Dogmatic facts and the issue of infallibility

i read here that if one rejects the doctrine that the pope is infallible it is not heretical, but just impairs one’s standing with the catholic church. this is wikipedia so it could be wrong.

is this true?
is this how the catholic church remains in communion even with some eastern catholics who reject the idea of the infallibility of rome?

i looked at the citation, and i didn’t see how they drew that conclusion from that text. the text and specific pages are available as a preview on amazon.

Fundamentals of Catholic dogma by Ludwig Ott, 1964, Herder, ASIN: B002BZOUAI pages 9-10

en.wikipedia.org/wiki/Roman_Catholic_dogma#cite_ref-23

"These Church teachings or Catholic truths (veritates catholicae) are not a part of divine revelation, yet are intimately related to it. The rejection of these “secondary” teachings is not heretical, but involves the impairment of full communion with the Catholic Church.[23]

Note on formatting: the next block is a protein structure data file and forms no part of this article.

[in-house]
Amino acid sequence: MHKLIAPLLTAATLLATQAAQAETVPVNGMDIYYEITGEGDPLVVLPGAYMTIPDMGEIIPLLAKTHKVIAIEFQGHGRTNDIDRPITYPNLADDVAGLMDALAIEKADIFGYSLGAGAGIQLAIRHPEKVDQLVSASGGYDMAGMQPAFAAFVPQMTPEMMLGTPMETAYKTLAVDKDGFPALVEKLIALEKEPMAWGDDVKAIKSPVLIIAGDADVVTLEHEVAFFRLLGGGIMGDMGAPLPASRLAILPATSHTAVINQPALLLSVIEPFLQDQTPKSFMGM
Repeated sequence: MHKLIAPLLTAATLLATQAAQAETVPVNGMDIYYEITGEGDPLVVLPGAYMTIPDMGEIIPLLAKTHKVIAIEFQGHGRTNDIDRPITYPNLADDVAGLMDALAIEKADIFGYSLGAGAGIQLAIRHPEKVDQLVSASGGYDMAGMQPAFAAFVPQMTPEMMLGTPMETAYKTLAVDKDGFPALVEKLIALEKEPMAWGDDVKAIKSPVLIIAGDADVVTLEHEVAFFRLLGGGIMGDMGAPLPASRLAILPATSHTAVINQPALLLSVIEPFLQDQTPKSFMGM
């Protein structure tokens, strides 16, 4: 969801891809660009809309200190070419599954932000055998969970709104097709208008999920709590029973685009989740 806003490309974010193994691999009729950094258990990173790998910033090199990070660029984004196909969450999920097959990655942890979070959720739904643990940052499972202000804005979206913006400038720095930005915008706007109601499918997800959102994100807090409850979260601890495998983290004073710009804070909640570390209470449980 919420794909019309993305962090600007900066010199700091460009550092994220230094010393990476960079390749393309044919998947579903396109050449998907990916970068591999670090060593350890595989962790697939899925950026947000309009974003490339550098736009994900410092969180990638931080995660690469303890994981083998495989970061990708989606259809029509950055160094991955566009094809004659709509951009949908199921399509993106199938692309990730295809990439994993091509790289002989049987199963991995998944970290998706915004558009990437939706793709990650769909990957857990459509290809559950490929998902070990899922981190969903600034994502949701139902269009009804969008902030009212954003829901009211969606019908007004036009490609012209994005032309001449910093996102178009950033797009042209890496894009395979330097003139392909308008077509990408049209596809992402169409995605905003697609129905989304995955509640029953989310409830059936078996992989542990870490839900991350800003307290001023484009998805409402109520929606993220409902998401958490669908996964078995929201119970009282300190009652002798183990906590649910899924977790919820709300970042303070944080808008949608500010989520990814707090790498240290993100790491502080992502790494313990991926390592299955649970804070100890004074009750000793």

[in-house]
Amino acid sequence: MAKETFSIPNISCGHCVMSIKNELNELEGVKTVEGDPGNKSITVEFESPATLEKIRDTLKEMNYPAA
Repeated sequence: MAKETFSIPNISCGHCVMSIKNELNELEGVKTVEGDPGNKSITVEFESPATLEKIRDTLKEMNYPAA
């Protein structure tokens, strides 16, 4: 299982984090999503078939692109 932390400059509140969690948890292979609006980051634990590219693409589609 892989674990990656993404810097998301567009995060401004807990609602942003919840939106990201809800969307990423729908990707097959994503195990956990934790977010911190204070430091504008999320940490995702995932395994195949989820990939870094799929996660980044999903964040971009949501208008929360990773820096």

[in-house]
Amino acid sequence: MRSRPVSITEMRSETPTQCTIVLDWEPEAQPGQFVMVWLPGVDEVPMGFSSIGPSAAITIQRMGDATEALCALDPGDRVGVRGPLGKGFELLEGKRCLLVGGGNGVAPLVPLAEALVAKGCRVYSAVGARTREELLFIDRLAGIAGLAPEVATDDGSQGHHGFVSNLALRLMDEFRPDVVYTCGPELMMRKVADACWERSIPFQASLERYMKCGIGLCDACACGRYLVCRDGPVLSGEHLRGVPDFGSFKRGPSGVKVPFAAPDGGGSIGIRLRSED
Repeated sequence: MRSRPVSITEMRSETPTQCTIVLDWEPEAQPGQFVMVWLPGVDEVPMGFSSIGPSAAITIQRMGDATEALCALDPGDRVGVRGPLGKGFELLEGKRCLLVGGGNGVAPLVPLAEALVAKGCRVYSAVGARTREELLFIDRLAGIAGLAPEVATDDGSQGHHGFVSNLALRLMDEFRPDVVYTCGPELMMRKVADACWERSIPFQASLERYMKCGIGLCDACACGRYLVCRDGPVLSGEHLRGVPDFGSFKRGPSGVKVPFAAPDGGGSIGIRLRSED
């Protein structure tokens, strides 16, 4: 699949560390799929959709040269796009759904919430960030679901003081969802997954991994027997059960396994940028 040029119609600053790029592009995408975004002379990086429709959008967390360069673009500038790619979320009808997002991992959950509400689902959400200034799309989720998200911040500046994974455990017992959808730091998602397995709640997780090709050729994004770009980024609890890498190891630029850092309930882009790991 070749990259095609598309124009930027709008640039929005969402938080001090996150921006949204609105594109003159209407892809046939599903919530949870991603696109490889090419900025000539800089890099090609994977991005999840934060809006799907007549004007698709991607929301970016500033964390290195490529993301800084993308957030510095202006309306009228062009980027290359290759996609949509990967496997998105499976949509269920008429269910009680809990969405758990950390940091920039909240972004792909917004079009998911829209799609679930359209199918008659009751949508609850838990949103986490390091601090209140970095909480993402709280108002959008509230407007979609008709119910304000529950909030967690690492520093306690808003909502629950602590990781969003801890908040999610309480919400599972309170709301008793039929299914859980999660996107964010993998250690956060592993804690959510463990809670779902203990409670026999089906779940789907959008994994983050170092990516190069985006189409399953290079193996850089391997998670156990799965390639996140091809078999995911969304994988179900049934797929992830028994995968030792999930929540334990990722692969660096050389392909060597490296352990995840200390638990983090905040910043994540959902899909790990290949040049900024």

There are three categories of these “secondary” teachings (Fides ecclesiastica):

Theological conclusions: (conclusiones theologicae) religious truths, deduced from divine revelation and reason.
Dogmatic facts (facta dogmatica) historical facts, not part of revelation but clearly related to it. For example the legitimacy of the papacy of Pope Benedict XVI, and the Petrine office
Philosophical truths, such as existence of the soul, "freedom of will", philosophical definitions used in dogmas such as transubstantiation"

now adays we don’t call material heretics heretics

well i didn’t get it from reading the citation of the quoted text, but it might be that they aren’t heretics, rather they are ‘schismatics’.

think this could be it?

afterall, the eastern orthodox had the great schism, not the great heresy or somehting.

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